Tribal leaders standing strong against higher gaming fees

DURANT, Okla. – A situation between state and tribal leaders is becoming tense as both sides argue about higher gaming fees.

Currently, Native American tribes pay the state more than $140 million a year in gaming exclusivity fees from casinos. However, state leaders say it is time for that to change.

Oklahoma tribes earn $4.5 billion each year thanks to casino-style gaming. Of that money, anywhere from 4 to 6 percent goes back to the state in exclusivity fees.

Since the 15-year deal between the state and the tribes is set to expire in January, Stitt recently sent a letter to 35 tribal leaders saying it is time to renegotiate the terms of the agreement.

Kirke Kickingbird is a tribal law expert who helped negotiate the original agreement in 2005.

“They are having trouble managing money and they want to find other sources,” Kickingbird told News 4.

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Kickingbird says the current fee would be plenty if the state would move games closer to Vegas-style gambling.

"The tribe would get their percentage and the state would get their percentage as well," said Kickingbird.

Stephen Greentham, senior legal counsel for the Chickasaw Nation, told KTEN that the governor can renegotiate, but cannot legally tax the tribes outside of the compact.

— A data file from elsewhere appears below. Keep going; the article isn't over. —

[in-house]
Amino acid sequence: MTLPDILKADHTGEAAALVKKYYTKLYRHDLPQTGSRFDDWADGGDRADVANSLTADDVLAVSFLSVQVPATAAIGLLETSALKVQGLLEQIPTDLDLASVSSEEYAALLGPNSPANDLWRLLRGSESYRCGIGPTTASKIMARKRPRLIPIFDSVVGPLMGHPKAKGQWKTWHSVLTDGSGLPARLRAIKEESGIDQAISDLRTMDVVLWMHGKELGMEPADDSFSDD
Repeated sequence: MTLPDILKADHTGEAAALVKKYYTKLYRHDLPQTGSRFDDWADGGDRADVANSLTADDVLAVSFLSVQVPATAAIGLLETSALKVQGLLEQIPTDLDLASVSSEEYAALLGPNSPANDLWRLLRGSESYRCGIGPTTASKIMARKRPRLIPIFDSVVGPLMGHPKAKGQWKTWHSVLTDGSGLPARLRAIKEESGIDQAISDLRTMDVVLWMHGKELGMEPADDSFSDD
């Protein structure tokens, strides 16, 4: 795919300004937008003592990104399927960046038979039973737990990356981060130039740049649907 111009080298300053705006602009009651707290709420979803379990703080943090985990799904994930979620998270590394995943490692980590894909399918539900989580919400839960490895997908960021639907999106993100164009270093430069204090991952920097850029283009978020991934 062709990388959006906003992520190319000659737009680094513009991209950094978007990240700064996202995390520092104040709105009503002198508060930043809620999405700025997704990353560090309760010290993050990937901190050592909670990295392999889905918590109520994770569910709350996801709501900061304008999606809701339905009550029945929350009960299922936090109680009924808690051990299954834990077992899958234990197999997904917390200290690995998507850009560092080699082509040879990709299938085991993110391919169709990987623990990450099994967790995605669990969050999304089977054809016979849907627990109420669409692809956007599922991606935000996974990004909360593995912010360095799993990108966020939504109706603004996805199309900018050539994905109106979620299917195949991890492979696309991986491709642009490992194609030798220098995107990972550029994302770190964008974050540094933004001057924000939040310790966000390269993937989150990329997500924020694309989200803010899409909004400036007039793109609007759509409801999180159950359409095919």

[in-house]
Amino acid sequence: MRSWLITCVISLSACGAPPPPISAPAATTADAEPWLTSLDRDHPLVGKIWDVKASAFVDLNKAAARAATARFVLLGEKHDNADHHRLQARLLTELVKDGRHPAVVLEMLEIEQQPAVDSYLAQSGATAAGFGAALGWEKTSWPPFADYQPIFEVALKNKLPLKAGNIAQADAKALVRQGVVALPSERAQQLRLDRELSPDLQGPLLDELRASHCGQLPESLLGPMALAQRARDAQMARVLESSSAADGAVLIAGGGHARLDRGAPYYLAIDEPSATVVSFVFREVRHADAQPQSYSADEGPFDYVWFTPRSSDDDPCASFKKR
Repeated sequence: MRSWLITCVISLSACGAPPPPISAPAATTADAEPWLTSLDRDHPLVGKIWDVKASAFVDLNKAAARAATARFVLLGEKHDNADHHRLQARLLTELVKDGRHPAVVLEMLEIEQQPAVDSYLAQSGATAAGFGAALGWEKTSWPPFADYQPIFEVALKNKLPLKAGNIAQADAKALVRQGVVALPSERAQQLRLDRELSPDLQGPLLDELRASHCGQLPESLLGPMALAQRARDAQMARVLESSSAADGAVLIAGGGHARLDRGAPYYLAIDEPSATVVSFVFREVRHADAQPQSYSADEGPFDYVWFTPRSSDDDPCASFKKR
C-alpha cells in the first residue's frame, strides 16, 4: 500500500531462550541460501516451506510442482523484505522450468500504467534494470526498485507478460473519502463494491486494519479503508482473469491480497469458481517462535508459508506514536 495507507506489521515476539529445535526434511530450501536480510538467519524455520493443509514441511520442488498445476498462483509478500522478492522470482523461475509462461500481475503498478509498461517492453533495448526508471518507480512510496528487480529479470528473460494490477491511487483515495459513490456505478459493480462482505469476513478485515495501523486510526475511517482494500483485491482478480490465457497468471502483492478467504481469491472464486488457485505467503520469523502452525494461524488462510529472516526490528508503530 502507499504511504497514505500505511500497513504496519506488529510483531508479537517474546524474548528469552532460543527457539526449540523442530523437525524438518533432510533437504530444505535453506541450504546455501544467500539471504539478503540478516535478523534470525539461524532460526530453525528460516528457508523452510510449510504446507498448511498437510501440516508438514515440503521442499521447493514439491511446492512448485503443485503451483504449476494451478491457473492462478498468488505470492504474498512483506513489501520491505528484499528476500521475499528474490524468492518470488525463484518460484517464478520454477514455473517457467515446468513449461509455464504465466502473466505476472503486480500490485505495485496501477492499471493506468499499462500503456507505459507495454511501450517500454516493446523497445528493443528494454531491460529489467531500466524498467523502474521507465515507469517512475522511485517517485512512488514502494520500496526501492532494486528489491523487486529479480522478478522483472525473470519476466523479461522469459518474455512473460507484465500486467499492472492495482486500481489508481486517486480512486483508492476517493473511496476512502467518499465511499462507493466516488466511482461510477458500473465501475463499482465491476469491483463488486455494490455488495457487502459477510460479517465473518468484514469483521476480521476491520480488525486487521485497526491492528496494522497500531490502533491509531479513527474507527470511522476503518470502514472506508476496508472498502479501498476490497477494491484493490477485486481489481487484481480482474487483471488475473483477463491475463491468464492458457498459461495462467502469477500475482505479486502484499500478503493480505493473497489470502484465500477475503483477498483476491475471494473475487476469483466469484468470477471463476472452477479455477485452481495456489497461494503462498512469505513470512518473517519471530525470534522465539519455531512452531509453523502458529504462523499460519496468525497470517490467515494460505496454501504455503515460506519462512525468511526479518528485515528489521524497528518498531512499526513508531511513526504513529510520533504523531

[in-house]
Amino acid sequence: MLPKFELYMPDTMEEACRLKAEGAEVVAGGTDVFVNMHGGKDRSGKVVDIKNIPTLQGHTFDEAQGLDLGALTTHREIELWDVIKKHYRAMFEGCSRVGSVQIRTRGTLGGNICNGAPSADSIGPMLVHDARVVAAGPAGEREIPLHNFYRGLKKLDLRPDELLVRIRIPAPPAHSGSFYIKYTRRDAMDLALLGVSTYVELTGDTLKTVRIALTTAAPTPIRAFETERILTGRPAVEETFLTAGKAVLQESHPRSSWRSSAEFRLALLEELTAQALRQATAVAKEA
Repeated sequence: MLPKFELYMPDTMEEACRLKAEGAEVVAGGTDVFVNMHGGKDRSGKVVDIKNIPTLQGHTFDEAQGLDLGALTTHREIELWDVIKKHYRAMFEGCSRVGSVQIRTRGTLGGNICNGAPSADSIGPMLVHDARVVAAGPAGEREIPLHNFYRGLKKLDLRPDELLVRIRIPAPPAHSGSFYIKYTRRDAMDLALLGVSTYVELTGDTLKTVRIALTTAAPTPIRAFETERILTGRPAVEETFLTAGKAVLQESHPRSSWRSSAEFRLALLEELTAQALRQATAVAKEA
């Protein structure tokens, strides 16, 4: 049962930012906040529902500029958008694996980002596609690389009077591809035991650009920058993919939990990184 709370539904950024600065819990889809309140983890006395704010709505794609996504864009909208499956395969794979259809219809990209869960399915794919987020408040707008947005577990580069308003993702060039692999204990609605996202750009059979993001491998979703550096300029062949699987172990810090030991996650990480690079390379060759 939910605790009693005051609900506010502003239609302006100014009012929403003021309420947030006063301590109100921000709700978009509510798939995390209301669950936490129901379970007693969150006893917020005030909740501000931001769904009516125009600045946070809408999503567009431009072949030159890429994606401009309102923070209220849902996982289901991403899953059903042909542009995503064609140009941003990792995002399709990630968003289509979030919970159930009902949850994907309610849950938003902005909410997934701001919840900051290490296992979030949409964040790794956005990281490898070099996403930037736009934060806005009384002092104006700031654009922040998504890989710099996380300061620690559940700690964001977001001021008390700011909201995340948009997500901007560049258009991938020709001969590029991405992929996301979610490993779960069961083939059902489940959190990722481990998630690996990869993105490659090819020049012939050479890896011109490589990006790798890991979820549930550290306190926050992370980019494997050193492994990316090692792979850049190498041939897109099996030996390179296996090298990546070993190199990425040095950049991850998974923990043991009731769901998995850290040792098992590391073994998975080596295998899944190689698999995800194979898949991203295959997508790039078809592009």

"If Gov. Kevin Stitt says, 'I want to renegotiate the rate,' then OK, make a proposal," said Greentham. "But if Gov. Stitt says, 'I want to toss the whole thing out and start from scratch,' then he can't do that."

Recently, Gov. Kevin Stitt said the percentage tribes pay is well below the national average of 20 to 25 percent.

"His position, so far, does not appear to be informed by the actual facts of state tribal gaming," Greentham said. "If one were to look at what the majority of compacts have, about 56 percent of the compacts have a rate under 10 percent."

Officials say they have six months to come to an agreement.

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